When you’re starting out, you have more work than you can handle, but you don’t have the resources to hire full-time team members. So you inevitably need to outsource some work. Outsourcing is difficult, especially in the beginning. At first, outsourcing will slow you down, but in the long run it’s critical.

Outsourcing is about focus. You need to focus on the work you’re good at and hire experts for the work you’re not as capable of. It’s impossible to be good at everything. Focus on the things your business needs you to do. Chances are that bookkeeping and accounting aren’t a great use of your time.

With Sifter, I leaned on a system administrator to set up and manage our production and staging environments. He helped set up everything, and ensured all of the systems were patched whenever a new vulnerability was discovered. I also outsourced our logo design, and even the design of our marketing site once we could afford it.

When you hire someone to help, you’re doing two things. First, you’re saving time and freeing yourself to apply your skills where they’ll have the biggest impact. Second, you’re hiring someone to do it better and faster than you could. At first, you likely won’t save time, and it’s incredibly tempting to give up on outsourcing before you really get started. You have to give it some time, though. However, if you’re not saving time, and a given freelancer isn’t doing a better job than you would, you need to keep looking.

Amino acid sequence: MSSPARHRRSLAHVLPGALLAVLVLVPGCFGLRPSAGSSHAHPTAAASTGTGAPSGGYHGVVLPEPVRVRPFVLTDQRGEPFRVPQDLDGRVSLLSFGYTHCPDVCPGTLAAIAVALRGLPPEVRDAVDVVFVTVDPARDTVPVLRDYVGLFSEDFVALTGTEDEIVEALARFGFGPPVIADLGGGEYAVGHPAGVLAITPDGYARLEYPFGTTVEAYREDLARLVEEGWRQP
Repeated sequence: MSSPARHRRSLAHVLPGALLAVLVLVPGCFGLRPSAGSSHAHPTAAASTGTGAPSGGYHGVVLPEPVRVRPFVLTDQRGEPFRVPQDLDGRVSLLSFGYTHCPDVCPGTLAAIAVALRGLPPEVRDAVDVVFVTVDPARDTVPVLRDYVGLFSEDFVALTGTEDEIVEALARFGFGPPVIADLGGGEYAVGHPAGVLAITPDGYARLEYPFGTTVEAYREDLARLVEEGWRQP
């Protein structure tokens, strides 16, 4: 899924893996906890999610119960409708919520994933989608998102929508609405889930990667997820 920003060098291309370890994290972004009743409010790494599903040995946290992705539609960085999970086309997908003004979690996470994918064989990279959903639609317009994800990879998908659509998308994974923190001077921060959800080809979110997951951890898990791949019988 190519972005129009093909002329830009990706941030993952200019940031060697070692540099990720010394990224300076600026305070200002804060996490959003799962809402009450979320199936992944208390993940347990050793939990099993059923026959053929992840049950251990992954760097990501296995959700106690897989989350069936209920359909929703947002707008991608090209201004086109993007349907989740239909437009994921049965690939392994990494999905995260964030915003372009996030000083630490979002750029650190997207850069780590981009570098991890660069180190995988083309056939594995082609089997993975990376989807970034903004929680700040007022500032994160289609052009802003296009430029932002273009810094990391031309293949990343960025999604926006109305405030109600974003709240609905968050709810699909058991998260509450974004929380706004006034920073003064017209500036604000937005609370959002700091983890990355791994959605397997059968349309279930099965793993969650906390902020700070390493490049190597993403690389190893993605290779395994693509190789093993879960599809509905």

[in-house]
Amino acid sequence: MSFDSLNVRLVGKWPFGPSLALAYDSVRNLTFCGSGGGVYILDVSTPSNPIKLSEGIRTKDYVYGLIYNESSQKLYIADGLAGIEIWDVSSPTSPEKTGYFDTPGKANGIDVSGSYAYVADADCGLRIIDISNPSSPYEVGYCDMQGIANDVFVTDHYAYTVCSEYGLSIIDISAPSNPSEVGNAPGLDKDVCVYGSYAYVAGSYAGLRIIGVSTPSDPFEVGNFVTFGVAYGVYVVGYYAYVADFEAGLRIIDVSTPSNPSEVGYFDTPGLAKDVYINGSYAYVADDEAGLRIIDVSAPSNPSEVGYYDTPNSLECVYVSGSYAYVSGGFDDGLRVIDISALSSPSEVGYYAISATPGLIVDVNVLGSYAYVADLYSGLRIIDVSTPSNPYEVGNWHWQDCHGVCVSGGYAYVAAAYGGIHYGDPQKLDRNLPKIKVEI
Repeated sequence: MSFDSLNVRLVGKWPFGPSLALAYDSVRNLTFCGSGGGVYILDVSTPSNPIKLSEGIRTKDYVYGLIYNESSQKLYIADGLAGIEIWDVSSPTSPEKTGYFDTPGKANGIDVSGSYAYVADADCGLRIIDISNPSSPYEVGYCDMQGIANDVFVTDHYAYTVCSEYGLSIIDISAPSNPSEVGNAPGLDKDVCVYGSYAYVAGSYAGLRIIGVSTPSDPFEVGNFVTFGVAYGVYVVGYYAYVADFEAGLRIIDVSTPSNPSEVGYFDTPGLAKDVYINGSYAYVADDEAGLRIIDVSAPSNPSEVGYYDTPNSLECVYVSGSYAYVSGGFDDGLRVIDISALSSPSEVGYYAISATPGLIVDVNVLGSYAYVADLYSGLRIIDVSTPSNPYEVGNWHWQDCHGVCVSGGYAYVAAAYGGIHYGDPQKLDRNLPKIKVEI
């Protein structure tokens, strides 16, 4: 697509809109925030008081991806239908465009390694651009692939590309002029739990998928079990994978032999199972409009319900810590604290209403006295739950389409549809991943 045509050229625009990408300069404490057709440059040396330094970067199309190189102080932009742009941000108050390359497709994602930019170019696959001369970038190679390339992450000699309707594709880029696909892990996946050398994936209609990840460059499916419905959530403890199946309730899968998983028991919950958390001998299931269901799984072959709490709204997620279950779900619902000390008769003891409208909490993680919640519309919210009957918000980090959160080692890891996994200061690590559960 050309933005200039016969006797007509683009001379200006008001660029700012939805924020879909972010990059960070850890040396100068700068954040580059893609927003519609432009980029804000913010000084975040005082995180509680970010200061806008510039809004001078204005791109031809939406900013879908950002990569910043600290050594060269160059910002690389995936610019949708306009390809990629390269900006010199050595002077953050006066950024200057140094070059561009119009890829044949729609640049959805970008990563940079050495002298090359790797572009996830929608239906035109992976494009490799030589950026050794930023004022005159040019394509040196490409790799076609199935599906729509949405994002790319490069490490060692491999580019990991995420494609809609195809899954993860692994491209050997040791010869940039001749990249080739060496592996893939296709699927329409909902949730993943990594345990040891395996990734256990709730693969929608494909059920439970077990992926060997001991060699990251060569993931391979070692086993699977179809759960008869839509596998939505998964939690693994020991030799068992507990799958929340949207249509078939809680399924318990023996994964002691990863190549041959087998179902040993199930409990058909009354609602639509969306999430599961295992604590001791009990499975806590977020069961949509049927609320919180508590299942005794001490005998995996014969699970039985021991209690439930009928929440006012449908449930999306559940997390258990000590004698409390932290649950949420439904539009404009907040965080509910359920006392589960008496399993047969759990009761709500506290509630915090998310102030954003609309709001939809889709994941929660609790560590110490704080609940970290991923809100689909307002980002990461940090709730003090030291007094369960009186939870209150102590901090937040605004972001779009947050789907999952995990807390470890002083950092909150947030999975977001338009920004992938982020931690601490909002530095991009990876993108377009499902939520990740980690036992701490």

The most difficult part is finding someone reliable. When you pay for a handful of hours per month of someone’s time, you’re only periodically going to be their highest priority. But there are great people who will do great work. You just have to find them. It’s difficult, but don’t give up. Keep going until you find someone great.

Much of outsourcing is about finding the right people at the right time. To do that, build your network long before you need it. Met a designer you’d love to work with someday? Talk to them about it. Stay in touch. Not everyone will be available when you need the help. And not everyone will be a good fit for what you’re looking for or how you work, but that’s all right. With a network, you’ll be much more likely to find people you want to work with and who want to work with you.

The second most difficult part is delegation. Not investing the time getting a freelancer up to speed can torpedo a relationship before it’s begun. Recognize that you have as much responsibility to support their work as they have to actually perform the work. You can’t just cut a check and expect them to read your mind. Document your expectations and communicate effectively, and you’ll be on your way.

When should you outsource? As soon as you can afford to. There’s a balance, of course, but the best way is to dabble a bit yourself so you gain a fundamental understanding, and then hire a professional as soon as things get serious. As the old saying goes, if you think hiring a professional is expensive, you should try hiring an amateur–or doing it yourself.

That said, here are two final pieces of advice. First, take care of paperwork and intellectual property. It’s incredibly unlikely that it will matter, but in the event you sell the company, many buyers will want clear documentation that all of the freelancers you hired assigned the resulting intellectual property to your company. So have good freelancer contracts, and use them with every freelancer.

Finally, don’t outsource your core competencies. For instance, if you’re starting a search engine, your search algorithms are everything. Don’t build that skill outside of your company. Grow your skills and invest internally. It might be slower, but that’s the key knowledge that makes your business what it is.